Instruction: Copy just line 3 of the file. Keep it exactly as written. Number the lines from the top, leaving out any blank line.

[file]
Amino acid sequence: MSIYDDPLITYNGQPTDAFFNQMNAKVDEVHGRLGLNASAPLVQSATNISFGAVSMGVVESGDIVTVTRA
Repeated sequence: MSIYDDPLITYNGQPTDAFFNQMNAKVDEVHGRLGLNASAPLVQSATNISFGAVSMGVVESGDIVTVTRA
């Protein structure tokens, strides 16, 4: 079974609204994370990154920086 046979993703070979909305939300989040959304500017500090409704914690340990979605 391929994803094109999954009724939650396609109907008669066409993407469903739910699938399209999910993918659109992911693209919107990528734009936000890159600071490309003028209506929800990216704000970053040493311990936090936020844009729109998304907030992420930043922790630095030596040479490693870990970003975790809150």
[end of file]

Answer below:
């Protein structure tokens, strides 16, 4: 079974609204994370990154920086 046979993703070979909305939300989040959304500017500090409704914690340990979605 391929994803094109999954009724939650396609109907008669066409993407469903739910699938399209999910993918659109992911693209919107990528734009936000890159600071490309003028209506929800990216704000970053040493311990936090936020844009729109998304907030992420930043922790630095030596040479490693870990970003975790809150």